A Mzungu’s story:Conversations with a Mau Mau General
I met Mr. Japhlet Thambu, aka General Nkungi, in 2006, when I was backpacking along the east coast of Africa. I’d recently graduated from the University of Virginia with a degree in history, and we had a mutual friend named Wilson Mugambi from Atlanta, my hometown.
Over a dinner of nyoma choma at a restaurant called Texas, in Nkubu, in Kenya’s fertile Eastern Province, the General told me, “Tomorrow I want you to learn how to pluck tea.” At sunrise the General collected me from Wilson’s family home in his jeep and drove us to his tea farm, eight miles off the paved road at an elevation of six thousand feet. Jesca, his wife of sixty years, was waiting for us outside their one-story stone house. From their front yard on this clear morning, I could see the snow-covered peak of Mount Kenya.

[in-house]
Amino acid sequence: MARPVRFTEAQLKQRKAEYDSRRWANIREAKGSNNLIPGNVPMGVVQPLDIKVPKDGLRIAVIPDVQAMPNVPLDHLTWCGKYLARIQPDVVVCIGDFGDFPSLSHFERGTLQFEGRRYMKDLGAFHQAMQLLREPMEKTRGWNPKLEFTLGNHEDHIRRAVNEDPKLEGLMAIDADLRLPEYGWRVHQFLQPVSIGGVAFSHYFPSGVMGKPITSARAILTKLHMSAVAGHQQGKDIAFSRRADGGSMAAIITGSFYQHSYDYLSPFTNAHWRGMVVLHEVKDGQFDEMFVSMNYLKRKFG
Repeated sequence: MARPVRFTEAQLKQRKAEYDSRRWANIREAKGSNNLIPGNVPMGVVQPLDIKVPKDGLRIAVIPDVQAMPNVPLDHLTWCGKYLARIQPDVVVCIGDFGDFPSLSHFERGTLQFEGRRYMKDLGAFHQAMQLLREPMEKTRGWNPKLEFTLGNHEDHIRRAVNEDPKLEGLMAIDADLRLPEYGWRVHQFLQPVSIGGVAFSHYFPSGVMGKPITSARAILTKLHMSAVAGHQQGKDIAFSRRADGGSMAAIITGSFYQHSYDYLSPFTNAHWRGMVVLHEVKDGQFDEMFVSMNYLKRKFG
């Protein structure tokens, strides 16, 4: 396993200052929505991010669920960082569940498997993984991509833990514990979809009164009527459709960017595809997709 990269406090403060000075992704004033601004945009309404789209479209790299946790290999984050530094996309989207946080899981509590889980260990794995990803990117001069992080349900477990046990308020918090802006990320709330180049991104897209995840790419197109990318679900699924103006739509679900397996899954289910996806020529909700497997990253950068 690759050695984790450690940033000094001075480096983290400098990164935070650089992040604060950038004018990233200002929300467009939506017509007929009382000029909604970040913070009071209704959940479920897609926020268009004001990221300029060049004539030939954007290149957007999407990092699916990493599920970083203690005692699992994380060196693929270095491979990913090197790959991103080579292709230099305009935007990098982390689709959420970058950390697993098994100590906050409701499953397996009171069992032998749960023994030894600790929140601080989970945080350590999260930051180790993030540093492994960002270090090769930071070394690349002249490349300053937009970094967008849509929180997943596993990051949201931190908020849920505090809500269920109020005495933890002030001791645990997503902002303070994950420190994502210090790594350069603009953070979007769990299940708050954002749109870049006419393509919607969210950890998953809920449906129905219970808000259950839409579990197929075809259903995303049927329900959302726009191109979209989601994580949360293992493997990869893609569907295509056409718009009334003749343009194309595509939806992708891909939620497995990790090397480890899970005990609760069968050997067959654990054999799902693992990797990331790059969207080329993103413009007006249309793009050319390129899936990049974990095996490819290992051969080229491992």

Jesca passed me a bulky wicker basket and motioned for me to place its leather strap on my forehead. Forty years of picking and carrying full baskets had carved a permanent indention across her scalp, which was hidden under an orange headscarf. The General went inside for a moment and came back clutching a brown felt cowboy hat. He placed it on my head. “You shall be called ‘Captain,’” he said. “I am the General, and you are my captain. Now, you will learn to pluck tea. You must select the stems with two leaves and a bud.” The bud was to ensure soft, fresh leaves, the highest grade.
We walked out to his seven acres of lush green terraced slopes that cascaded toward the valley below. Still wet from a night rain, leaves glistened as the sun took its place in the bright blue sky. Jesca demonstrated how to “pluck” tea, slowly at first and then picking up speed until her hands moved in a blur from plant to basket. Then she pointed to me.
I snapped off my first stem of two leaves and a bud. The General and Jesca nodded their approval, and I carefully placed it in my basket. The farmhands gathered to watch. “Ah, you are the best white worker we have ever seen,” said the General.
“Thank you,” I said, feeling flattered. “And how many other white workers have you seen?”
“None. But you are very good.”